What does it do? This book doesn’t provide a recipe for success but it does provide a roadmap for those people who know they want to go somewhere but aren’t quite sure how to get there.

If you want to do something different with your life but don’t really know how to get started, take a look at this book.  You’ll get a swift kick in the pants.  Read this book and think about the question I asked “What’s your passion?”   Find the answer to that question and then use the tools and methods described in this book and you might just be able to change your life.

If you’d like to see some other reviews of this book, take a look at the following reviews:

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Book Review: Andrew McAfee’s Enterprise 2.0

Andrew McAfee's Enterprise 2.0Just finished reading Enterprise 2.0: New Collaborative Tools for Your Organization’s Toughest Challenges

My review in two words: Excellent book!

Whether you are an expert in the Enterprise 2.0 world or just a beginner, this book has something for you. Whether you believe in Enterprise 2.0 or not, this book has some excellent concepts that can be used to help bring social tools into the enterprise.

The book is split into two parts with the Part 1 covering the tools of Enterprise 2.0 and Part 2 discussing how to successfully utilize social tools within the enterprise.

Part 1 provides a very good overview of the tools and techniques of Enterprise 2.0 as well as some real-world case studies of companies that have implemented Web 2.0 platforms.  These companies are extremely diverse running the gamut from government agencies to start-ups and the information provided by McAfee shows real-world usage of Web 2.0 within enterprises.

Part 2 is where the really good stuff happens.  This is where McAfee shines.  This is the stuff that every CEO, COO, CIO and CMO should read and digest.   This is the place where you get to see some strategies for using social tools within the enterprise.    When you read this book make, sure you pay attention to the Six Organizational Strategies starting on page 179.  Good stuff.

Will this book give you the recipe for successful use of Enterprise 2.0?  No.  Will this book make your Enterprise 2.0 project(s) successful?  Maybe. Maybe not. What this book will do is give you some ideas on how to introduce Enterprise 2.0 into your organization and give you some tips on make it successful.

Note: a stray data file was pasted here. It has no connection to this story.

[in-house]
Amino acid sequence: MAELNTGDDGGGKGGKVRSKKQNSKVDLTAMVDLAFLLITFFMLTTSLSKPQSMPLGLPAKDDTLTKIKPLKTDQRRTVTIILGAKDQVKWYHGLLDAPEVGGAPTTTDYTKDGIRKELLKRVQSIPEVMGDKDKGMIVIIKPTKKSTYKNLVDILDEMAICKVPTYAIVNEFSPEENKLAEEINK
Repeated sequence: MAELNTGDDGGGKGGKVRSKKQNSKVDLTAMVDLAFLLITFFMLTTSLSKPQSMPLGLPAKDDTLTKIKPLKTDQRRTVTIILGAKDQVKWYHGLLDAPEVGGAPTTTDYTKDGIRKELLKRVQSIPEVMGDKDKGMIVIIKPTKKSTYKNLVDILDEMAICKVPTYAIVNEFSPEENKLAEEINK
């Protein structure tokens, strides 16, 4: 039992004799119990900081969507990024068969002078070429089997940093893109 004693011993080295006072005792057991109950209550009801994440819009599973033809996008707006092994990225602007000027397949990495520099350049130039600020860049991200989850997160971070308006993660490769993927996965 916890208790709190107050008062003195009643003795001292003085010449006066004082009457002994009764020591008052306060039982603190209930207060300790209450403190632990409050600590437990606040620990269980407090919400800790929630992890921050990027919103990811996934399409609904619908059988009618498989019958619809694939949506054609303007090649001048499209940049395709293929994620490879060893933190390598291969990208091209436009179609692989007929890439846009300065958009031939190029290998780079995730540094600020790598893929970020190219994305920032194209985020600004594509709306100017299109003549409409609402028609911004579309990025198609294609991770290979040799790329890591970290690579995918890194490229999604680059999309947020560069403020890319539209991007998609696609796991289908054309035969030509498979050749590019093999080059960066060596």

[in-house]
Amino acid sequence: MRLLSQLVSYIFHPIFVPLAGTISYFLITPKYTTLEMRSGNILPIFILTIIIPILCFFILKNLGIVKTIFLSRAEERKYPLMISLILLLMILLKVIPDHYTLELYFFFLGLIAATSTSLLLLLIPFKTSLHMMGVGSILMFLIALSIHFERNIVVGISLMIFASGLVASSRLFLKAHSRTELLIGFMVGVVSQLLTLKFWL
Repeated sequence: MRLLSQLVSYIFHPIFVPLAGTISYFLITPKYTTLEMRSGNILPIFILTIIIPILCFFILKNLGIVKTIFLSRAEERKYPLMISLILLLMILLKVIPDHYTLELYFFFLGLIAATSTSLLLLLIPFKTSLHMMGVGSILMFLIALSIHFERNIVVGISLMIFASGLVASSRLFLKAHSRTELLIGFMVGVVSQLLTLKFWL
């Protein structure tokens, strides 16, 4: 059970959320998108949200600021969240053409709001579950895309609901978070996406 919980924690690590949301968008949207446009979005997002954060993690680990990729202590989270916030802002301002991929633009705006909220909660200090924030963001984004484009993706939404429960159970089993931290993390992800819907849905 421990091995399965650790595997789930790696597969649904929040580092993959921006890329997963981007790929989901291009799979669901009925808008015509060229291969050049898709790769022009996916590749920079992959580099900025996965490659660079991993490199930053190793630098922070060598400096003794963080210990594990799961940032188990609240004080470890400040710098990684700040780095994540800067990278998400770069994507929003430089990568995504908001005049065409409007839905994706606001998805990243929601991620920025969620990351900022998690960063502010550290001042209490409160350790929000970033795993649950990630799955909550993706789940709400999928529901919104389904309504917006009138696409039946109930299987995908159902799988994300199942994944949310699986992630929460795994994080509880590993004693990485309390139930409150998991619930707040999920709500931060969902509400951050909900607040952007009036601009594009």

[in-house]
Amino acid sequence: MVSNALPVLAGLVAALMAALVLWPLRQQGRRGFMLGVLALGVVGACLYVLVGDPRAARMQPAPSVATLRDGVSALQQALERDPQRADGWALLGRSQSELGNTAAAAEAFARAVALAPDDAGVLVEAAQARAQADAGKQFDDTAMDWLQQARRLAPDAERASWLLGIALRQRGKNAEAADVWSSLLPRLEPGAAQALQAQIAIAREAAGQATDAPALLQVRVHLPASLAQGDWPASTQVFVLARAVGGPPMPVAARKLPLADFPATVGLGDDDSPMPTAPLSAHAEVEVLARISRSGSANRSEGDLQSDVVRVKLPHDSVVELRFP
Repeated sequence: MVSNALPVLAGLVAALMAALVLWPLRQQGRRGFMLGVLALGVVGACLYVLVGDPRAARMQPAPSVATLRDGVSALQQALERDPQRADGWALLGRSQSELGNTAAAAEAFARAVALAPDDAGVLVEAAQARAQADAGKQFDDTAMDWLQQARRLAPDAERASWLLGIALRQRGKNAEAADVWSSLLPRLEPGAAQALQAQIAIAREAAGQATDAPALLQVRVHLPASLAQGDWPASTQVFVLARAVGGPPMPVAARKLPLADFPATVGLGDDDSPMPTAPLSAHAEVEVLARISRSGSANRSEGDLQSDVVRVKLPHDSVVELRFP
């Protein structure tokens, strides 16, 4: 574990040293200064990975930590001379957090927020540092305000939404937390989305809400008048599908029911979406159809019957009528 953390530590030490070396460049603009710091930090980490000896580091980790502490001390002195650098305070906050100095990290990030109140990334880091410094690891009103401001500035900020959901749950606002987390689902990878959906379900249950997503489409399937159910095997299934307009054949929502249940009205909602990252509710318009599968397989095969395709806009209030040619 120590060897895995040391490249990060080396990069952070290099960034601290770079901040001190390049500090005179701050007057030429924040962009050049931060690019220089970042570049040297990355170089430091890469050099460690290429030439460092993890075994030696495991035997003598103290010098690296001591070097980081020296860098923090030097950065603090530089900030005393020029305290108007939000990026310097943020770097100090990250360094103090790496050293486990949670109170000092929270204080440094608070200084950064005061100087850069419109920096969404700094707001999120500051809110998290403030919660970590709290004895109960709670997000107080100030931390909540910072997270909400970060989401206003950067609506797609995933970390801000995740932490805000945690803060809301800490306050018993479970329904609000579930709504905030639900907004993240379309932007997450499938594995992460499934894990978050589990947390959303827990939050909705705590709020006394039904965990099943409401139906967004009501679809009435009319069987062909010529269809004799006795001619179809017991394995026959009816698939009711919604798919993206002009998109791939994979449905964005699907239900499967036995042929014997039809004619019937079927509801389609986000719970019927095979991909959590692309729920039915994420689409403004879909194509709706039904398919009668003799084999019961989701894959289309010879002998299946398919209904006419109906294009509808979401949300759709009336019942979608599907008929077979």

So…let’s take a step away from the book for a minute and look at the topic itself.  Enterprise 2.0.  Great name but one that has been much maligned.  The topic has caused a lot of debate since being introduced.  For some examples, go read Dennis Howlett‘s article titled “Enterprise 2.0 – the non-debate” and then read Mark Fidelman’s response on CloudAve titled “Enterprise 2.0 Caffeine: Let’s debunk the non-debate” to get some flavor of the various debate’s happening out there on the topic. I’d love to hear your thoughts on the topic of Enterprise 2.0 in the comments.

With all of this debate, or non-debates as some would say,  let’s look at McAfee’s definition of Enterprise 2.0:

Enterprise 2.0 is the use of emergent social software platforms by organizations in pursuit of their goals.

McAfee continues with his definition when he writes:

Enterprise 2.0, then, is about how organizations use the newly available ESSP’s [emergent social software platforms] to do their work better

With those definitions in mind, let’s revisit one of the main arguments against Enterprise 2.0 –> The value of Social Media / Enterprise 2.0 cannot be determined.  In fact, there are many (Howlett included) that say social media tools are worthless to the organization.

My response to this argument is a simple one:

How valuable is the knowledge of an employee?  How valuable is the knowledge of 10, 100 or 1000 employees? Can you place value on that knowledge?  Maybe.  Maybe not. That doesn’t mean that trying to harness that knowledge is worthless.  So why would using tools to harness that knowledge be worthless?

I can understand some of the arguments of folks out there against Enterprise 2.0.  There are a lot of buzzwords floating about and a lot of hype around the subject, but if you take the lessons from this book to heart, you’ll do more than buy into the hype…you’ll give your organization an opportunity to succeed by really harnessing the expertise, experiences and value of your organizational knowledge.